Human Rights Watch

Human Rights Watch condemns attacks by groups involved in illegal mining against indigenous Munduruku leaders in Pará state on May 26, 2021. According to the Federal Prosecutor’s Office (MPF), armed miners operating in the area looted the village of Fazenda Tapajós in Jacareacanga and set fire to several houses. One of them belonged to Maria Leusa Munduruku, a leading opponent of illegal mining and coordinator of the Wakoborũn Munduruku Women’s Association. Local indigenous leaders informed the MPF that a group of miners were preparing to attack other villages. Several leaders have also received threats, a local source told Human Rights Watch.

the attacks against Indigenous leaders perform as miners also seek to obstruct a major deployment of police, federal environmental law enforcement agency Ibama and the National Force to Combat Illegal Mining in Munduruku territories and Sai Cinza. Local authorities have reportedly supported the miners’ efforts to undermine law enforcement. The operation follows a decision by Brazil’s highest court calling on the government to immediately protect the indigenous Yanomami and Munduruku peoples, after a petition presented by the civil society organization Articulation of Indigenous Peoples of Brazil (APIB).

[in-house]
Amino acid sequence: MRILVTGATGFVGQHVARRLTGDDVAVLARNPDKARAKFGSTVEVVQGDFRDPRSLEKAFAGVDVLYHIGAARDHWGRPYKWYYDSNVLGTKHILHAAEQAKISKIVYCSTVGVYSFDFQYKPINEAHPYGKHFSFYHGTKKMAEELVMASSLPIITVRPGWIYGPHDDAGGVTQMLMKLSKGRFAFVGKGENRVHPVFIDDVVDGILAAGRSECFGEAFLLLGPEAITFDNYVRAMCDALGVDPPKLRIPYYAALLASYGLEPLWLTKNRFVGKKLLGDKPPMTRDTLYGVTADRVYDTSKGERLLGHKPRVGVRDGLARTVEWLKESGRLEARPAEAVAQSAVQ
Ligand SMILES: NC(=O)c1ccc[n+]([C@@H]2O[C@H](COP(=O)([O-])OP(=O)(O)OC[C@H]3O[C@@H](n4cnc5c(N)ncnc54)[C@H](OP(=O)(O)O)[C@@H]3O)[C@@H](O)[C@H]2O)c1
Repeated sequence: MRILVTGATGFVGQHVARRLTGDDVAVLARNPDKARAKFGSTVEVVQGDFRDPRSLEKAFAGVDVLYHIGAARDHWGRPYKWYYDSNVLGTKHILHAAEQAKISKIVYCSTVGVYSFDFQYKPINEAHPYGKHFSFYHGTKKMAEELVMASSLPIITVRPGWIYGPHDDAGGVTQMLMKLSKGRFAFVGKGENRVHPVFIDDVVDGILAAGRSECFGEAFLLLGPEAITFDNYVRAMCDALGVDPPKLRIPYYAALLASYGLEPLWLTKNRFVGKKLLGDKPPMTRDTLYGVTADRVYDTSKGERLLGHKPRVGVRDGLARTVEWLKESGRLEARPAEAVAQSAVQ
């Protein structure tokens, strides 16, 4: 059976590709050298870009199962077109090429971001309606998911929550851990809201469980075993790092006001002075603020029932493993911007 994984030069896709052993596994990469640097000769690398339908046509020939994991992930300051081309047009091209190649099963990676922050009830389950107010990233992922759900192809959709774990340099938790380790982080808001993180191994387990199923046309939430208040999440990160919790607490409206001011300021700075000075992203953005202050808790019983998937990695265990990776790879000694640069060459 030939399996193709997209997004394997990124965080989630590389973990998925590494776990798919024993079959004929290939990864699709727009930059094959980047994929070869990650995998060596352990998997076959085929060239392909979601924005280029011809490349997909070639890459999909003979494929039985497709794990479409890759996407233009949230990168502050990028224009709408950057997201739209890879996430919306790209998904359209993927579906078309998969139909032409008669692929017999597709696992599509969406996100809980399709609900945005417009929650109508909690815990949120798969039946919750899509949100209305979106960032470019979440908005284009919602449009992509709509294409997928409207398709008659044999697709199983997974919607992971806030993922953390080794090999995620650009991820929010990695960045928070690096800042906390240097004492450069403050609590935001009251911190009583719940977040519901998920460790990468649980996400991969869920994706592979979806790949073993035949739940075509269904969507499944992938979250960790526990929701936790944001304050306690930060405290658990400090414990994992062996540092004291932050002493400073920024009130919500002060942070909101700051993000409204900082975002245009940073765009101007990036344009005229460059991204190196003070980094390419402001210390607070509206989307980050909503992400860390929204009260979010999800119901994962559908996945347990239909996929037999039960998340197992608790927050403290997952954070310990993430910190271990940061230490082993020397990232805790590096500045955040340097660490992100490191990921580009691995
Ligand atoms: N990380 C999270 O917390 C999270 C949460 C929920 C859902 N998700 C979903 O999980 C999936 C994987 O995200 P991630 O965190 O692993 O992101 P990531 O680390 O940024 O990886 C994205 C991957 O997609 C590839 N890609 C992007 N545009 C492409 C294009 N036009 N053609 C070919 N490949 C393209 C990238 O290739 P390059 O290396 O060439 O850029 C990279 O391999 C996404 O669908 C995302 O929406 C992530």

It is of great concern that groups involved in illegal mining are being encouraged to resort to violence even with a major deployment of law enforcement in the region. Since taking office in January 2019, President Jair Bolsonaro’s government has sabotaged environmental law enforcement, allowing widespread impunity for environmental offenses. His actions and words have effectively given the green light to the criminal groups that lead illegal logging and deforestation in the Amazon. President Bolsonaro should publicly and categorically denounce illegal invasions of indigenous territories and acts of violence and intimidation against forest defenders. He should publicly express his full support for the efforts of police and environmental officials to enforce the law, including ensuring that they have adequate resources to continue operating in the region.

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